The threat of violent extremism is evolving. However, significant knowledge gaps continue to pose obstacles to those seeking to prevent and address it. Join the U.S. Institute of Peace and the RESOLVE Network for the Third Annual RESOLVE Network Global Forum on September 20 to explore new research angles and approaches for prevention and intervention of violent extremism in policy and practice.
Religion influences both peace and conflict worldwide. Violent extremism is often framed in religious terms, and religious discrimination continues to increase as both a driver and symptom of conflict. But, religion drives peace and coexistence as well and religious actors are essential for advancing religious freedom. Efforts to engage religious actors in countering violent extremism (CVE) and interfaith peacebuilding must take this dichotomy into account.
South Sudan’s civil war is one of the most brutal and destructive conflicts of the 21st century. Could the war have been prevented? Could some of the atrocities and misery caused by the war have been avoided? On July 19 the U.S. Institute of Peace and the U.S. Holocaust Memorial Museum's Simon-Skjodt Center for the Prevention of Genocide hosted a discussion on what lessons should be learned from U.S. policy toward South Sudan in the years leading up to and during the civil war.
Senator Merkley, the ranking member of the Senate Foreign Relations Subcommittee on Multilateral International Development, Multilateral Institutions, and International Economic, Energy, and Environmental Policy, spoke on Wednesday, July 11 from 9:00-10:00 a.m. about Congress’ priorities on humanitarian- and conflict-related issues in Africa.
From Grand Ayatollah Ali al-Sistani’s influence in the Iraqi elections to the involvement of religious actors in South Sudan’s peace process, the role of religion in conflict zones continues to dominate headlines. Please join field researchers and U.S. Institute of Peace experts on June 26, as they present an approach for mapping the role of religious actors and institutions to better understand their legitimacy and influence in contributing to peace and conflict, exploring findings from three recent mappings from Libya, South Sudan, and Iraq based on work from the field.
Power-sharing arrangements are often touted as a means to address conflict between two parties. But practitioners and policymakers alike agree that the foundation for such arrangements requires considerable strategy and planning, including articulating clear objectives and expectations. Under what conditions do power-sharing arrangements work? What are the key ingredients to help unity governments succeed? Do power-sharing arrangements build political trust by delivering to citizens?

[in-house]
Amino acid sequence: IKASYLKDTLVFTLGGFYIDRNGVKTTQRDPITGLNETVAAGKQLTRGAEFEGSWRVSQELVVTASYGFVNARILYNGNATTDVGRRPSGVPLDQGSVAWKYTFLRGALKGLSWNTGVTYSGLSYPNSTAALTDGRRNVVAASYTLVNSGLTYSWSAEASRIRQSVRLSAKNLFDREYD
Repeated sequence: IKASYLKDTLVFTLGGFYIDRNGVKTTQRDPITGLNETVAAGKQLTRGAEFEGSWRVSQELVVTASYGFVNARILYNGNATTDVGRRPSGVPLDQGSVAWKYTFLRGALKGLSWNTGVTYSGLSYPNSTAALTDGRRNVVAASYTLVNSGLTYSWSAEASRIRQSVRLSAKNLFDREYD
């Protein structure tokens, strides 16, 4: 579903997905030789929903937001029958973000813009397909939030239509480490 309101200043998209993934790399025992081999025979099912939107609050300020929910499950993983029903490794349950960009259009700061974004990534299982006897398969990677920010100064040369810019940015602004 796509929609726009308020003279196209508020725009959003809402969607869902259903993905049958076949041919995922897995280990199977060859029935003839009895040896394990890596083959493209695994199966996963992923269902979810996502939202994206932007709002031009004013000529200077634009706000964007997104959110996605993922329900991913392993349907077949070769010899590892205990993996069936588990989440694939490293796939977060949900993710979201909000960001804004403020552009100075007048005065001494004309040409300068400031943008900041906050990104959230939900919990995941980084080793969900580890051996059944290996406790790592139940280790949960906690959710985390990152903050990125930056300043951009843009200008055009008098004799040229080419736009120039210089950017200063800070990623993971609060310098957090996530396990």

On May 12, Iraqis went to the polls to elect a new national parliament. In a surprise turn, a coalition led by controversial cleric Moqtada al-Sadr—a staunch opponent of both U.S. and Iranian influence in Iraq—won the most seats, as incumbent Prime Minister Haider al-Abadi’s coalition came in third. While the election campaign saw Iraqis turn toward a focus on issues and away from sectarianism, low turnout figures demonstrate that many are disenchanted with the political system.
A forthcoming report by the National Committee on American Foreign Policy and the EastWest Institute highlights the need for immediate, decisive action by the U.S. and the European Union to head off instability and possible violent strife. Please join the U.S. Institute of Peace to hear from the authors of the report—all veterans of U.S. diplomacy in the Balkans and Europe—as they present a strategy for the United States and Europe, working in a revitalized partnership, to forestall a downward spiral in the Western Balkans, which could potentially lead to fractured states and widespread instability on Europe’s borders.
The psychosocial impact of the Syrian conflict is less often acknowledged, but could have a lasting impact on the ability of Syrian civilians to recover and build a more peaceful future and possibly lead to a lost generation of Syrian children. Please join USIP and specialists from the Syrian American Medical Society, the U.S State Department and Save the Children for a panel discussion, addressing an aspect of the Syrian conflict that often receives less attention than it deserves.
As a part of the American Academy of Arts and Sciences’ ongoing project on Civil Wars, Violence and International Responses, the second volume of a special issue of the journal Dædalus was released in January 2018 to explore trends in civil wars and solutions moving forward. Join us as experts discuss their findings and recommendations on how the United States can better respond to intrastate conflict and promote both development and stability to create lasting peace.